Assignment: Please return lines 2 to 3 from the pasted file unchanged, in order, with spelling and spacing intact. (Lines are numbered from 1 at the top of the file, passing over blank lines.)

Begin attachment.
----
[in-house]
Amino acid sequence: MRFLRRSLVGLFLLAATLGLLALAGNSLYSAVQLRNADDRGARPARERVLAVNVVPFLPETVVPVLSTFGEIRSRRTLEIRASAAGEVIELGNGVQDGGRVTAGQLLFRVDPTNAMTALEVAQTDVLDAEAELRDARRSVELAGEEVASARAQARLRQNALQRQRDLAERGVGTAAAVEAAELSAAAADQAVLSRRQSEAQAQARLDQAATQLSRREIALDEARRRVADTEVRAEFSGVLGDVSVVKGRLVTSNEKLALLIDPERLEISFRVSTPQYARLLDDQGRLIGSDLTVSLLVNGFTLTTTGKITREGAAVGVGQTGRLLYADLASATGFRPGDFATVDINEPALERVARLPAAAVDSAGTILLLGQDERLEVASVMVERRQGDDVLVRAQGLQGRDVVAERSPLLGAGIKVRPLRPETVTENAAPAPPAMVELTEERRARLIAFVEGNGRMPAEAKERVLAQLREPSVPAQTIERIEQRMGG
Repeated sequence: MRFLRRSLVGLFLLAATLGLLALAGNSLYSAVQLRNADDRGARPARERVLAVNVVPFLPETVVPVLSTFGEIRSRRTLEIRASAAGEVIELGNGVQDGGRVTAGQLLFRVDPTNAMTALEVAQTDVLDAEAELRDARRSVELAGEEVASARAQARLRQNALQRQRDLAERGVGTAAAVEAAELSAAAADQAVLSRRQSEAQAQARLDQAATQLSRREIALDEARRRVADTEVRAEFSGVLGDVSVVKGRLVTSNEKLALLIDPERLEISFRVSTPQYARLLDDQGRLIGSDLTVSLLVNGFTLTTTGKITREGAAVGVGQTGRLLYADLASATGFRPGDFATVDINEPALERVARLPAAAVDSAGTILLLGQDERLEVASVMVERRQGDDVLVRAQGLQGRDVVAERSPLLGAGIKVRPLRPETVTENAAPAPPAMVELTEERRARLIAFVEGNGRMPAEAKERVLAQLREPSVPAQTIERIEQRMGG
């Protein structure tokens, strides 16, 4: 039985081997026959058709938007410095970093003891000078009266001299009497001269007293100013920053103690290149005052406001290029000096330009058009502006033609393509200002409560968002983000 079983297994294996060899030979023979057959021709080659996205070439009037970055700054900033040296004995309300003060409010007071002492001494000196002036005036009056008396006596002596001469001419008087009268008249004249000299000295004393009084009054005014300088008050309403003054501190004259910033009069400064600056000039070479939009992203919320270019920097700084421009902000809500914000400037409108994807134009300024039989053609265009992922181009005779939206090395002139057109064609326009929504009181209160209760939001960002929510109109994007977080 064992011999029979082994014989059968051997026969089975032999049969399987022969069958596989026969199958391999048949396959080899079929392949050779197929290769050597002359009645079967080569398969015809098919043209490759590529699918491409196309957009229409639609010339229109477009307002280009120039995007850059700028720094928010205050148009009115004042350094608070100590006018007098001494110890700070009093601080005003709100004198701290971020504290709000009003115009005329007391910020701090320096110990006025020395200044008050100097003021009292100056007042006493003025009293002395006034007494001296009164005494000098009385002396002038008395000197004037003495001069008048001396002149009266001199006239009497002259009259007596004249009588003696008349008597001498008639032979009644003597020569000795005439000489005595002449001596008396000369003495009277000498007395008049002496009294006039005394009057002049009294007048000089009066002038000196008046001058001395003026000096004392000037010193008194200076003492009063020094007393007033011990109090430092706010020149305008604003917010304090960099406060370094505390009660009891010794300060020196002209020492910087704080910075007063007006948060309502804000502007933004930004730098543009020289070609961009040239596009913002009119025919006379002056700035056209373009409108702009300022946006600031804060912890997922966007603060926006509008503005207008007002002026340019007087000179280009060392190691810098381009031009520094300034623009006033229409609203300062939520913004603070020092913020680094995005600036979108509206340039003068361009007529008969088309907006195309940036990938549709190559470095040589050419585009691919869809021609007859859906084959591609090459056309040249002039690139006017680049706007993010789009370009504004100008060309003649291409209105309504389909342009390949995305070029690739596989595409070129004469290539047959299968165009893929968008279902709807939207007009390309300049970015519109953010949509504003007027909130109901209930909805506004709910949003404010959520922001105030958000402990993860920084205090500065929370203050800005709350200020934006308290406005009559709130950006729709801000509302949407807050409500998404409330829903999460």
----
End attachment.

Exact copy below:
Amino acid sequence: MRFLRRSLVGLFLLAATLGLLALAGNSLYSAVQLRNADDRGARPARERVLAVNVVPFLPETVVPVLSTFGEIRSRRTLEIRASAAGEVIELGNGVQDGGRVTAGQLLFRVDPTNAMTALEVAQTDVLDAEAELRDARRSVELAGEEVASARAQARLRQNALQRQRDLAERGVGTAAAVEAAELSAAAADQAVLSRRQSEAQAQARLDQAATQLSRREIALDEARRRVADTEVRAEFSGVLGDVSVVKGRLVTSNEKLALLIDPERLEISFRVSTPQYARLLDDQGRLIGSDLTVSLLVNGFTLTTTGKITREGAAVGVGQTGRLLYADLASATGFRPGDFATVDINEPALERVARLPAAAVDSAGTILLLGQDERLEVASVMVERRQGDDVLVRAQGLQGRDVVAERSPLLGAGIKVRPLRPETVTENAAPAPPAMVELTEERRARLIAFVEGNGRMPAEAKERVLAQLREPSVPAQTIERIEQRMGG
Repeated sequence: MRFLRRSLVGLFLLAATLGLLALAGNSLYSAVQLRNADDRGARPARERVLAVNVVPFLPETVVPVLSTFGEIRSRRTLEIRASAAGEVIELGNGVQDGGRVTAGQLLFRVDPTNAMTALEVAQTDVLDAEAELRDARRSVELAGEEVASARAQARLRQNALQRQRDLAERGVGTAAAVEAAELSAAAADQAVLSRRQSEAQAQARLDQAATQLSRREIALDEARRRVADTEVRAEFSGVLGDVSVVKGRLVTSNEKLALLIDPERLEISFRVSTPQYARLLDDQGRLIGSDLTVSLLVNGFTLTTTGKITREGAAVGVGQTGRLLYADLASATGFRPGDFATVDINEPALERVARLPAAAVDSAGTILLLGQDERLEVASVMVERRQGDDVLVRAQGLQGRDVVAERSPLLGAGIKVRPLRPETVTENAAPAPPAMVELTEERRARLIAFVEGNGRMPAEAKERVLAQLREPSVPAQTIERIEQRMGG